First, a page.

Sunday, June 22, 2008

Formas de meditación/concentración/conexión

15 Can’t-Miss Ways to Declutter Your Mind | Zen Habits

15 Can’t-Miss Ways to Declutter Your Mind






I fear I am not in my perfect mind. - King Lear

The world of stresses and worries and errands and projects and noise that we must all endure inflicts upon us a mind full of clutter and chaos.


A mind that sometimes cannot find the calm that we so desperately seek.


I’ve had a number of readers write to me, thanking me for my articles on decluttering … but asking me, sometimes with a hint of despair, to write about decluttering your mind, not just your home or your desk.


It’s a valid request — if anything needs decluttering, it’s our minds, I think — but it’s also a daunting task. How do you declutter a mind? It’s not as if thoughts are just laying around, waiting for you to pick through them, finding the ones that should be kept and those that are ripe for the donation box. The mind isn’t like an inbox, that can be sorted through and acted upon.


The brain is a complex and confusing organ, the core of us as human beings (if you feel, as I often do, that the soul is in the mind and not in the heart). The mind is often covered in the scar tissue of old hurts and traumas, and layered in so many levels of consciousness not even the best of psychoanalysts has ever sorted through it.


So how do we begin decluttering? It’s actually not difficult, if you give it a little thought: simplifying shouldn’t be made complex.


You can declutter your mind with simple actions, things we’ve discussed here before, but things that are almost guaranteed to have a positive effect. Little things that can make a big difference, especially when used in combination. Choose a few to try out, and see if they work for you.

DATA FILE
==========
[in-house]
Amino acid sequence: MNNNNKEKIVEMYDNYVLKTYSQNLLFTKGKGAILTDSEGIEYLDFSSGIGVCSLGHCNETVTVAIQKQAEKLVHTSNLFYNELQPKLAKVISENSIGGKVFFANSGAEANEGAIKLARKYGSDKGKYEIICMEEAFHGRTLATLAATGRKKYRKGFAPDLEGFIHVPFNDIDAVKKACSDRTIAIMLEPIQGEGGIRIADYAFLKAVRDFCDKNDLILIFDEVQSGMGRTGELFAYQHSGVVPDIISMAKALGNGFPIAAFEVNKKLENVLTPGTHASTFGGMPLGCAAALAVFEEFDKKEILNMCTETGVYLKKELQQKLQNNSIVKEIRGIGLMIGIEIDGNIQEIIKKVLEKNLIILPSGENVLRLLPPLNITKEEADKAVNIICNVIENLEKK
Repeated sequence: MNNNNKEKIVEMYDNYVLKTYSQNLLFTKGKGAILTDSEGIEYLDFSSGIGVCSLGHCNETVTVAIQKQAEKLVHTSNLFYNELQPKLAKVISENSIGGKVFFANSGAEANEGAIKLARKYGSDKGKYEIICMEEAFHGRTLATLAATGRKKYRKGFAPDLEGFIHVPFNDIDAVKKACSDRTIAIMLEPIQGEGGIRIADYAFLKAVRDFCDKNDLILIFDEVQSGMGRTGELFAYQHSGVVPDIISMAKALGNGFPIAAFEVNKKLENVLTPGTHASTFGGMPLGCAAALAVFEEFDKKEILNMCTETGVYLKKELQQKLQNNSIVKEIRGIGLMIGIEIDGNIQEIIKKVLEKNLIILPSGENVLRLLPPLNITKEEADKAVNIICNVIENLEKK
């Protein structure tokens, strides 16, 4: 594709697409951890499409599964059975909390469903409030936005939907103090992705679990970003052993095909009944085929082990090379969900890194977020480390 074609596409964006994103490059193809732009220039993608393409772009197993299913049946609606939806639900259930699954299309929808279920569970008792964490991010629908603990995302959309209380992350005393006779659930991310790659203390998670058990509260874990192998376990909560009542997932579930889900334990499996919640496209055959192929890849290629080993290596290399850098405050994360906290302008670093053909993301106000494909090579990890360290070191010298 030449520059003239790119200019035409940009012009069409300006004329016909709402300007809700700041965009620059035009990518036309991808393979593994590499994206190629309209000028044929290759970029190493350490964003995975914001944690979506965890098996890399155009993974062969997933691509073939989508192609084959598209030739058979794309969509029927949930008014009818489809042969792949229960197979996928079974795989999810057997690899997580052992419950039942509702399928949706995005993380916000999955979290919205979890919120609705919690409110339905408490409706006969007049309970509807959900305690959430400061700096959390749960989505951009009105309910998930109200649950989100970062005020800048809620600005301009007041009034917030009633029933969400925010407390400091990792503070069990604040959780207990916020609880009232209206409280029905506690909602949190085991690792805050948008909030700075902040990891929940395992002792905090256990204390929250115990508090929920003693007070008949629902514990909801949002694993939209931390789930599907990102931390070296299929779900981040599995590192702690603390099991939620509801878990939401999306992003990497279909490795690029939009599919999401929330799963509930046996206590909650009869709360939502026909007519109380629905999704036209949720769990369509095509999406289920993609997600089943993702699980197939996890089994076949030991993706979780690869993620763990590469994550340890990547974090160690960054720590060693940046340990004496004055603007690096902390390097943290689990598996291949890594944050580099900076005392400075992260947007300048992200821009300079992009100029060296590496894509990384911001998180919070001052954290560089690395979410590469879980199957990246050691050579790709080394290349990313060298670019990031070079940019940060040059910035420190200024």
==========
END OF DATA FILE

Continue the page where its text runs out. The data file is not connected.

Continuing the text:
1. Breathe. So simple, and yet so effective. Take a few deep breaths, and then for a few minutes, just focus on your breathing. Concentrate on your breathing as it comes into your body, and then as it goes out. It has a calming effect, especially if you continue to return your focus to your breath when your mind strays. It also allows other thoughts to just float away. (Note: some people might call this meditation, but that word scares some people off, so we’re just going to call it breathing.)


2. Write it down. If you have a bunch of things on your mind, it helps to get them on paper and off your mind. This is one of the essential habits in Zen To Done (and GTD, of course) … writing down your tasks and ideas. This keeps your head from being filled with everything you need to do and remember.


3. Identify the essential. This one is practically a mantra here at Zen Habits. (Can you imagine it? All of us here at Zen Habits, sitting on a mat in lotus position, chanting slowly: “Identify the essential … identify … the essen … tial …”) But that’s because it’s crucial to everything I write about: if you want to simplify or declutter, the first step is identifying what is most important. In this case, identify what is most important in your life, and what’s most important for you to focus on right now. Make a short list for each of these things.